Doctor Gorrell has ever acted upon the principles that he who serves his country serves his party best, and with this object in view his political efforts, although in the highest degree successful and influential, have been above the slightest suspicion of dishonor, and his career as a public servant has been eminently satisfactory to all concerned, irrespective of party alignment. Politically, Doctor Gorrell was an adherent of principle to the defiance of party demands and party affiliations. He was elected to the State Senate in 1893 on the Republican ticket and he was elected to this important office in 1897 on the Democratic ticket. Such a record is evidently criterion enough of his high standing in this district. He made a most worthy and commendable record, making his influence felt for the good of his county, and the state, and figuring prominently in the councils and debates among his colleagues, where his ideas were respectfully weighed and usually heartily endorsed.
Being of literary and philosophical turn of mind, his office and dwelling may be said with truth to have been the intellectual center of Jasper county, bringing together more of the thinkers of the locality than any other place or places. Here questions of science, philosophy and religion were discussed honestly and fearlessly and, above all, intelligently. Doctor Gorrell was himself a writer of force and great versatility, articles from his trenchant pen being copied far and near, and he has contributed to literature a small volume entitled, “Sins Absolved,” embodying his views on religion, interwoven with the thrilling story of the war in which he was an active participant. He was not a believer in the creed or doctrines of orthodox churches, but he was a liberal supporter of the gospel.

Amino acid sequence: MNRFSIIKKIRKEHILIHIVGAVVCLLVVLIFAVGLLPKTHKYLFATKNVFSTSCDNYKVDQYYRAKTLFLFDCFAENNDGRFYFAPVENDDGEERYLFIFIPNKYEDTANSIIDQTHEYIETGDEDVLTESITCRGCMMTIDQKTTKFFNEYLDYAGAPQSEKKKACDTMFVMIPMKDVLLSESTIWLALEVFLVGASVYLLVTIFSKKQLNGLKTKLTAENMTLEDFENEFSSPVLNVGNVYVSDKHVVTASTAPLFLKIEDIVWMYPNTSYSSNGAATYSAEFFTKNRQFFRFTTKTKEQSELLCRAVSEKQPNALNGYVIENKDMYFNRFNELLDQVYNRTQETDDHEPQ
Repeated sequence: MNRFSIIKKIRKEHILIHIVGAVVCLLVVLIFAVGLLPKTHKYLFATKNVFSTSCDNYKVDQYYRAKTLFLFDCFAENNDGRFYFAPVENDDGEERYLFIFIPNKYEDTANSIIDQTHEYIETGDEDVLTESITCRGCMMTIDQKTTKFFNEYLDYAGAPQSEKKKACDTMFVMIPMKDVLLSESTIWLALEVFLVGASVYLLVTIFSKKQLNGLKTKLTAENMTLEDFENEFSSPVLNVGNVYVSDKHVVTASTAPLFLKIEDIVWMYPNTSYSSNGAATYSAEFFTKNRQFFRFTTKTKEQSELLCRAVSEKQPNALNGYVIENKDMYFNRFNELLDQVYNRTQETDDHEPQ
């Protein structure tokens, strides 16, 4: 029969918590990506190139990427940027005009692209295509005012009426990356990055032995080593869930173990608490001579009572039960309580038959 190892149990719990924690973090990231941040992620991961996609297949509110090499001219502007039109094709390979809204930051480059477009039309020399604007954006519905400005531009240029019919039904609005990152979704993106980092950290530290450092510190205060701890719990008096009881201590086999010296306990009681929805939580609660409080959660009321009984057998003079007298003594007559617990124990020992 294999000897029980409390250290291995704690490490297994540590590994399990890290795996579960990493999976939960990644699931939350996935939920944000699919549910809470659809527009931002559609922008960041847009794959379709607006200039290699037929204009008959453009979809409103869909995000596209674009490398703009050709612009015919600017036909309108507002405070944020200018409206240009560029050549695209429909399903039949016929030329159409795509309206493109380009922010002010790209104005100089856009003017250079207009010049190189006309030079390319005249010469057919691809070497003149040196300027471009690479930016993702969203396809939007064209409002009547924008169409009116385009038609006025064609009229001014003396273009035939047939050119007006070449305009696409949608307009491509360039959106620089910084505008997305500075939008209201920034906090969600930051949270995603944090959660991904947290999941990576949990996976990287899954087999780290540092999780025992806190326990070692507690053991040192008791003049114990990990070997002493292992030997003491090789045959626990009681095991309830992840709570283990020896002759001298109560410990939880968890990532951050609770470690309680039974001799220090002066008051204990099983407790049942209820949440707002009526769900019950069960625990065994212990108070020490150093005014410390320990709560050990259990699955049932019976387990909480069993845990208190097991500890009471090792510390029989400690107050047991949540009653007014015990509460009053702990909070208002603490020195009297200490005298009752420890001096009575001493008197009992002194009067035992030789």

Suffcient has been said to indicate Doctor Gorrell’s character and high standing in the community and state where he so long resided, and it only remains to be said that throughout his entire professional and official career, he was animated by lofty motives, and made every personal consideration subordinate to the higher claims of duty. Broad and liberal in his views, with the greatest good of his fellowmen ever before him, his conduct was that of the lover of his kind and the true and loyal citizen, who is ready at all times to make reasonable sacrifice for the cause in which his interests were enlisted. He was, withal, a man of the people, proud of his distinction as a citizen of the state and nation for whose laws and institutions he had the most profound admiration and respect, while his strong mentality, ripe judgment and unimpeachable integrity demonstrated to the satisfaction of all, his ability to fill honorably, important official positions and to discharge worthily the duties of his trusts. In point of critical scholarship, keen intellectuality and professional success, he easily stood in the front rank, while in all that constitutes the upright man, the public-spirited citizen and the polished gentleman, his position in the social circle and the world of affairs has been firmly established and he stands today among the leaders of thought and moulders of opinion in a state prolific of great men.
Resolved, That the Senate of Iowa is deeply appreciative of the loss the state and community in which he lived has sustained in the loss of this honored and respected citizen who contributed so much to the nation and his adopted state.
Resolved, That a copy of these resolutions be spread upon the Journal of the Senate and an engrossed copy be transmitted to the family of the deceased.
D. S. FLECK,
A. M. FELLOWS,
A. V. PROUDFOOT,